Nuggets of Doom

In a rush of idiotic fancy, I went to McDonald’s last night and ordered a box of Chicken McNuggets.

When I was younger – much younger – Chicken McNuggets might as well have been a basic staple food for me.  Between work, school, and whatever else was going on, the fabled CMcN provided basic nourishment and were probably third (after the Filet O’Fish and bags of Peanut M&Ms) on my “must have” list.  I can’t begin to count the number of CMcNs I have had – goodness knows that McDonald’s should probably name a wing in their corporate headquarters for me because chances are that I paid for it in CMcN purchases alone.

But I as I got older, I pulled away from fast foods.  Part of it was because we had a couple of McDonald’s in town that staffed with people who’d never heard of “customer service.”  Part of it was also due to the fact that as my scheduled opened up, I found myself with more time to cook my own meals.  In short, the CMcN faded away from my life rather quickly, replaced by such glorious inventions as the Crock Pot.

So imagine my surprise at finding myself compelled to stop by McDonald’s for an order of the legendary Chicken McNuggets.  I think part of me wanted to just revisit some aspect of my childhood.  The world is getting crazier by the second; I just wanted a trip back to a time when everything made sense, and the CMcN was my ticket there.  Keep in mind, I haven’t had any of these in a very long time, and in retrospect, that where I went wrong.  The order was brought up fast – almost too fast – and I realized that what I had on my proverbial plate (i.e., a cardboard box) were nuggets that had been prepared much, much earlier and reheated.

What kind of stunt is this, McDonald’s?

I suppose that I should have known there’d be issues when I noticed how close-fisted the guy at the window was with the dipping sauces.  And by close-fisted, I mean that I literally had to present a case as to why I needed more than what he gave me.  I know that McDonald’s wanted to cut back on the reckless abandon that many of its staff had shown with giving away condiments (now they’ll put the sugar in your coffee for you, to prevent you from taking more than your fair allotment of the rare and precious white crystals), but this is ridiculous.  Yes, it was a cost-saving decision; we get it.  But for a company that claims profits in the hundreds of millions annually, I don’t think it’s a threat to the shareholders if one asks for more than one tray of sauce.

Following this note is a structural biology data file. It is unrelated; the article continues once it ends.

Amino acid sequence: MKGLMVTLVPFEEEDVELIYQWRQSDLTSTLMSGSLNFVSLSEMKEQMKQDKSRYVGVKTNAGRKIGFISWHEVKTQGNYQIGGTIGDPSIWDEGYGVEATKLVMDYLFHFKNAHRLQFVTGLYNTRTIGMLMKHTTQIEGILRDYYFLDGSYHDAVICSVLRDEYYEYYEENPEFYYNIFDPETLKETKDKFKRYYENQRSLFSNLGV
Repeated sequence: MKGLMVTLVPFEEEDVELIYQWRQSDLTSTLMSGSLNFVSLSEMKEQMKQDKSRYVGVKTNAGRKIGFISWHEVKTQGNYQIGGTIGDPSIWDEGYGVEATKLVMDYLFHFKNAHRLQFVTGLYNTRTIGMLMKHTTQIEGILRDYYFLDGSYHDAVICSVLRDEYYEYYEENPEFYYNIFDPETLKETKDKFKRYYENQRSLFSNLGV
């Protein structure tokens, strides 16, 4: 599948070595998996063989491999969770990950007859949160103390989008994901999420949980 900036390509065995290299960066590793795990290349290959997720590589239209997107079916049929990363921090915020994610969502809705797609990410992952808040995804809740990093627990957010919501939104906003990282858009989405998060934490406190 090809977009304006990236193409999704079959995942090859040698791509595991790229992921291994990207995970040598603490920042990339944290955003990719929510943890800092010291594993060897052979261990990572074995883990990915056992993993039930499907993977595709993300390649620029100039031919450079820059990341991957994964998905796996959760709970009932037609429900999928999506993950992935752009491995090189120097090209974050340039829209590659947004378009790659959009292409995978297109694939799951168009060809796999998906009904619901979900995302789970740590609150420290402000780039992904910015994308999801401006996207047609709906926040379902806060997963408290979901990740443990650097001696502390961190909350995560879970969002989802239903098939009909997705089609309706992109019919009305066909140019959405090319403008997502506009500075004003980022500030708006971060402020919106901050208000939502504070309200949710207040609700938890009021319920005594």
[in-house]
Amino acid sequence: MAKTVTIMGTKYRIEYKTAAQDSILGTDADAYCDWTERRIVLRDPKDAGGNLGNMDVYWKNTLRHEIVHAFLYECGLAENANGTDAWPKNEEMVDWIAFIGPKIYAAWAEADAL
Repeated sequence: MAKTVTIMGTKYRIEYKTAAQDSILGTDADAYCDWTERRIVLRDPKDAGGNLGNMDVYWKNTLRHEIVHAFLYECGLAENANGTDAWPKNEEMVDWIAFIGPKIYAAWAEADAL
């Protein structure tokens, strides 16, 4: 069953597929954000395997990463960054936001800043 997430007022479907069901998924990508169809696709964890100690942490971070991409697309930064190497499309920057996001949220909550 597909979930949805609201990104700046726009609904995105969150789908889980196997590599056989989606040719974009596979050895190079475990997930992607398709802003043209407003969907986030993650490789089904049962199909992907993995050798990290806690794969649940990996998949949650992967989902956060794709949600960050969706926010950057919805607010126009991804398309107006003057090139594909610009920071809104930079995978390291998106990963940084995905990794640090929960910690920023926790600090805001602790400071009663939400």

Fine.  I’ve got sauces at home, I reasoned.  Fie upon McDonald’s stinginess, I say!  Well, that still leaves the CMcN itself, and there, too, I was disappointed.  Maybe CMcNs are like Diet Coke.  Some foods, like Diet Coke, are tolerable as long as you don’t stop consuming them; the minute you try to restart, it’s darn near impossible.  In this case, I stopped eating CMcNs for years; perhaps if I had never broken things off with them, they’d be more appetizing to me now that I’ve come back to them.  Who knows . . . who cares?  The fact is, I realized only too late that I could have put that $5 bill to better use.

Oh well . . . I’ve learned that Hardy was absolutely correct when he said that you “can’t go home again,” and I guess that this proves it.


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